But this is Texas.
And so the word applied to Karla Faye Tucker, who is two weeks away from becoming the first woman to be executed in this state since the Civil War, remains lady.
Somehow, people here just can't quite connect the image of the butchered victims with that of the tiny, wide-eyed Tucker.
``To a real Texan, women are fragile. They are handled with loving care,'' said Lucile Plane, a former warden at the women's prison here, where Tucker is being held as her Feb. 3 date for lethal injection approaches.
Plane describes herself as an unflinching proponent of capital punishment. But she is also a real Texan.
``We do not,'' she said, ``exterminate our women.''
Tucker, 38, has only a few more days to ask the Texas Board of Pardons and Paroles to commute her sentence. As of yesterday, Gov. George W. Bush's office had received 1,158 letters about her case. The vast majority appealed for clemency.
Meanwhile, the state Criminal Justice Department is receiving about 100 requests a day from television stations and newspapers around the world that want an interview with Tucker. By comparison, it received only one request concerning either of the two men set to be executed last week; both of those executions were postponed.
With her date fast approaching, Tucker turns down nearly all of those interview requests, mostly choosing nationally televised shows to air her story of a life of drug addiction and crime that has been redeemed, she maintains, by a jailhouse conversion to Christianity.
It is a message that plays well here in the Texas Hill Country, where steeples dot the landscape and where women - ladies, that is - are addressed as ma'am.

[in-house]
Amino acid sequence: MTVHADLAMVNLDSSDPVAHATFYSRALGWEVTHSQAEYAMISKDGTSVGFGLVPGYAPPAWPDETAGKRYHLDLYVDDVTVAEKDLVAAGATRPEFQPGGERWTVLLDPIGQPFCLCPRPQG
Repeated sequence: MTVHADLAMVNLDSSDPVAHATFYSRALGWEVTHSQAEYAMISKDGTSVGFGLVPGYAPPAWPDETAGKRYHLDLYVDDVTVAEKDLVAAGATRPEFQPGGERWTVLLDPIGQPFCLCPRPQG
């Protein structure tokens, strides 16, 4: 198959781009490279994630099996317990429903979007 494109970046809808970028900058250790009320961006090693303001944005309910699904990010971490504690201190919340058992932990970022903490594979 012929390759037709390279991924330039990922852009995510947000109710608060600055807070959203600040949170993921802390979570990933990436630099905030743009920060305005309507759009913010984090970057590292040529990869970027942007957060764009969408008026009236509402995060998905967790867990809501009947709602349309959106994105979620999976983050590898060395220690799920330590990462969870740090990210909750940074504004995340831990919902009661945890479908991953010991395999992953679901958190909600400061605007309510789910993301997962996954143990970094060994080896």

``Karla Faye Tucker is cute and she's soft-spoken and her eyes are gorgeous,'' said Victor Streib, dean of the law school at Ohio Northern University, who does research on women and the death penalty. ``And I've heard lots of statements from Texans about how well they treat their women. They may claim to treat them the same, but that's just bull.''
* Texas executes men. Lots of them.
Last year, the 37 men executed in Texas accounted for half the nation's 74 executions.
Since the death penalty was reinstated nationally in 1976, Texas has executed 144 men. Twenty-eight other states executed a total of 288 inmates. Of those executed, only one - Velma Barfield, in North Carolina in 1984 - was a woman.
Between 1909 and 1962, only 38 women were put to death in the United States. But one must go back even further than that, to 1863, for the last time Texas killed a woman - Chipita Rodriguez, for murdering a horse trader.
``There are less women committing crimes,'' Streib said. ``But still - 1863? Give me a break.''
It's not as though Texans are squeamish about slapping female murderers with the death penalty. Of the 47 women on death row in 15 states, only California has more.
Eight women face capital punishment there, as do seven in Texas. But Streib said the likelihood of any of them being executed was minuscule. His research shows that although women account for 13 percent of murder arrests, they receive only 2 percent of death sentences. And only 0.2 percent - one in 432 - is executed.
``The reversal rate [on appeal] for women is so very high that it's kind of off the scale,'' Streib said. That can't be attributed to laws anymore, given the way that gender inequities are being removed at both the federal and state levels, he said, which means ``the research all comes down to finding that there's a high reluctance to execute women.''
``It's the kind of attitude that may be exemplified all the way from women and children first on lifeboats, to my mother telling me when I was a little kid not to hit girls.''
* Back in 1983, Karla Faye Tucker didn't have scruples about hitting anyone. She and her boyfriend, strung out on drugs, sneaked into the Houston home of Jerry Lynn Dean, an acquaintance they planned to rob. Unbeknownst to them, Dean was not alone.
Deborah Thornton had had a fight with her husband that night and stormed off to a party. She met Dean there and went home with him. Thornton woke to a nightmarish scenario - the sight of the petite Tucker swinging a pickax into the sleeping Dean.